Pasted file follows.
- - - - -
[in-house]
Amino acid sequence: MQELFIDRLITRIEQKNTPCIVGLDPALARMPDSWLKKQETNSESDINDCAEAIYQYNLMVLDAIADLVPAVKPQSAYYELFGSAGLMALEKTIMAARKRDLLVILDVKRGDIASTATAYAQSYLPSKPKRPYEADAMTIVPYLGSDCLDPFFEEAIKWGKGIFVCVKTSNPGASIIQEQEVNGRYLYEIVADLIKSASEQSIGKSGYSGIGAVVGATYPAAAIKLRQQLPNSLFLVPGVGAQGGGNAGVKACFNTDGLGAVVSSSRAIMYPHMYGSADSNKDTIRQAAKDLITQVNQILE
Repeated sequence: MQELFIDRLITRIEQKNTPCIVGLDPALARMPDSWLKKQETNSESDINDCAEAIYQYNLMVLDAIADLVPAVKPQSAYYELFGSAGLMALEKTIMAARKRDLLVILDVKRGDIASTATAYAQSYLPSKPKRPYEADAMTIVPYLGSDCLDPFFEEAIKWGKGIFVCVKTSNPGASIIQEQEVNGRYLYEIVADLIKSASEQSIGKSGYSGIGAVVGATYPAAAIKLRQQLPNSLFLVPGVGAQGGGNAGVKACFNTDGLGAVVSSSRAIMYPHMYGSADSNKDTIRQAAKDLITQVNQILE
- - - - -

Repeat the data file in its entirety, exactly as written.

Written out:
[in-house]
Amino acid sequence: MQELFIDRLITRIEQKNTPCIVGLDPALARMPDSWLKKQETNSESDINDCAEAIYQYNLMVLDAIADLVPAVKPQSAYYELFGSAGLMALEKTIMAARKRDLLVILDVKRGDIASTATAYAQSYLPSKPKRPYEADAMTIVPYLGSDCLDPFFEEAIKWGKGIFVCVKTSNPGASIIQEQEVNGRYLYEIVADLIKSASEQSIGKSGYSGIGAVVGATYPAAAIKLRQQLPNSLFLVPGVGAQGGGNAGVKACFNTDGLGAVVSSSRAIMYPHMYGSADSNKDTIRQAAKDLITQVNQILE
Repeated sequence: MQELFIDRLITRIEQKNTPCIVGLDPALARMPDSWLKKQETNSESDINDCAEAIYQYNLMVLDAIADLVPAVKPQSAYYELFGSAGLMALEKTIMAARKRDLLVILDVKRGDIASTATAYAQSYLPSKPKRPYEADAMTIVPYLGSDCLDPFFEEAIKWGKGIFVCVKTSNPGASIIQEQEVNGRYLYEIVADLIKSASEQSIGKSGYSGIGAVVGATYPAAAIKLRQQLPNSLFLVPGVGAQGGGNAGVKACFNTDGLGAVVSSSRAIMYPHMYGSADSNKDTIRQAAKDLITQVNQILE